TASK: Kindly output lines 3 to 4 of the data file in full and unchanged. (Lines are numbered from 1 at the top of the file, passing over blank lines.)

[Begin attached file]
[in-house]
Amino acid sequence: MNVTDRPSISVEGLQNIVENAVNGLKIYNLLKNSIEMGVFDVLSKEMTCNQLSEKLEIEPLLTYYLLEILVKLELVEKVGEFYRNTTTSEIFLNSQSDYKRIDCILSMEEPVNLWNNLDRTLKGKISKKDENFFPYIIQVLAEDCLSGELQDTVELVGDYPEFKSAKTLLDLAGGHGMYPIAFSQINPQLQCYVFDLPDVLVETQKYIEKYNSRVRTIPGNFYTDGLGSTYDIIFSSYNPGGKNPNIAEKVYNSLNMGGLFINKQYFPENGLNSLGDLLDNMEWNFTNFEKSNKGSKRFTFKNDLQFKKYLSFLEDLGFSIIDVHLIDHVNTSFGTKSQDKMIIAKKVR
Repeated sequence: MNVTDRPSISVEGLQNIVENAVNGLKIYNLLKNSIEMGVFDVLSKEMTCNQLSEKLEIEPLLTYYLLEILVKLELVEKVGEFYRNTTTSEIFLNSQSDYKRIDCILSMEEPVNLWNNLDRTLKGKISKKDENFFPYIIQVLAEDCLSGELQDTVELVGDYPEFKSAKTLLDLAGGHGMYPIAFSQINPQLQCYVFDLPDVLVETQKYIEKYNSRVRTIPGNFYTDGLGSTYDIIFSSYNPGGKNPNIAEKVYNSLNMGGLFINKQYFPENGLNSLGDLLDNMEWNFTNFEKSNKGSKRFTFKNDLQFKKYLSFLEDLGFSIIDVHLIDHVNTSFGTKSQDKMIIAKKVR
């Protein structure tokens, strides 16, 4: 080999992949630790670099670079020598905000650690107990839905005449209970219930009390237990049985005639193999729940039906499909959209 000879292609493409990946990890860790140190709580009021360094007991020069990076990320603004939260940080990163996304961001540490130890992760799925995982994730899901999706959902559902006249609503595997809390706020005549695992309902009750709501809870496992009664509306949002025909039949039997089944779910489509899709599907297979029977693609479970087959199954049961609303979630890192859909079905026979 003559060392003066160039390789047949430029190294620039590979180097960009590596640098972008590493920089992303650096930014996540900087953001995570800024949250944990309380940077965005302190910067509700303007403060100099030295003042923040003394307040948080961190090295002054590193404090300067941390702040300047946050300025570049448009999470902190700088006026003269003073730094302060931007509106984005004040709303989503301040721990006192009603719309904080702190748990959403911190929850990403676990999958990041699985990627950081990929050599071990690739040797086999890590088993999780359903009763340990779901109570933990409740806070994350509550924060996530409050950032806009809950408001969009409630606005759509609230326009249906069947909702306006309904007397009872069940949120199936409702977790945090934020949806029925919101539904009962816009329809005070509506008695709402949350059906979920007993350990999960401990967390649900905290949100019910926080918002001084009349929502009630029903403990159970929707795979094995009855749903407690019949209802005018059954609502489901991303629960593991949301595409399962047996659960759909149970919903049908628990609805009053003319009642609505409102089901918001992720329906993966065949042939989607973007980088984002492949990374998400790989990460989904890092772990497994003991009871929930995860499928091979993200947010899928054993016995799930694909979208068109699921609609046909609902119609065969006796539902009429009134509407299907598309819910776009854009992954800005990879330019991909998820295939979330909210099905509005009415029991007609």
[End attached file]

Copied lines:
Repeated sequence: MNVTDRPSISVEGLQNIVENAVNGLKIYNLLKNSIEMGVFDVLSKEMTCNQLSEKLEIEPLLTYYLLEILVKLELVEKVGEFYRNTTTSEIFLNSQSDYKRIDCILSMEEPVNLWNNLDRTLKGKISKKDENFFPYIIQVLAEDCLSGELQDTVELVGDYPEFKSAKTLLDLAGGHGMYPIAFSQINPQLQCYVFDLPDVLVETQKYIEKYNSRVRTIPGNFYTDGLGSTYDIIFSSYNPGGKNPNIAEKVYNSLNMGGLFINKQYFPENGLNSLGDLLDNMEWNFTNFEKSNKGSKRFTFKNDLQFKKYLSFLEDLGFSIIDVHLIDHVNTSFGTKSQDKMIIAKKVR
């Protein structure tokens, strides 16, 4: 080999992949630790670099670079020598905000650690107990839905005449209970219930009390237990049985005639193999729940039906499909959209 000879292609493409990946990890860790140190709580009021360094007991020069990076990320603004939260940080990163996304961001540490130890992760799925995982994730899901999706959902559902006249609503595997809390706020005549695992309902009750709501809870496992009664509306949002025909039949039997089944779910489509899709599907297979029977693609479970087959199954049961609303979630890192859909079905026979 003559060392003066160039390789047949430029190294620039590979180097960009590596640098972008590493920089992303650096930014996540900087953001995570800024949250944990309380940077965005302190910067509700303007403060100099030295003042923040003394307040948080961190090295002054590193404090300067941390702040300047946050300025570049448009999470902190700088006026003269003073730094302060931007509106984005004040709303989503301040721990006192009603719309904080702190748990959403911190929850990403676990999958990041699985990627950081990929050599071990690739040797086999890590088993999780359903009763340990779901109570933990409740806070994350509550924060996530409050950032806009809950408001969009409630606005759509609230326009249906069947909702306006309904007397009872069940949120199936409702977790945090934020949806029925919101539904009962816009329809005070509506008695709402949350059906979920007993350990999960401990967390649900905290949100019910926080918002001084009349929502009630029903403990159970929707795979094995009855749903407690019949209802005018059954609502489901991303629960593991949301595409399962047996659960759909149970919903049908628990609805009053003319009642609505409102089901918001992720329906993966065949042939989607973007980088984002492949990374998400790989990460989904890092772990497994003991009871929930995860499928091979993200947010899928054993016995799930694909979208068109699921609609046909609902119609065969006796539902009429009134509407299907598309819910776009854009992954800005990879330019991909998820295939979330909210099905509005009415029991007609």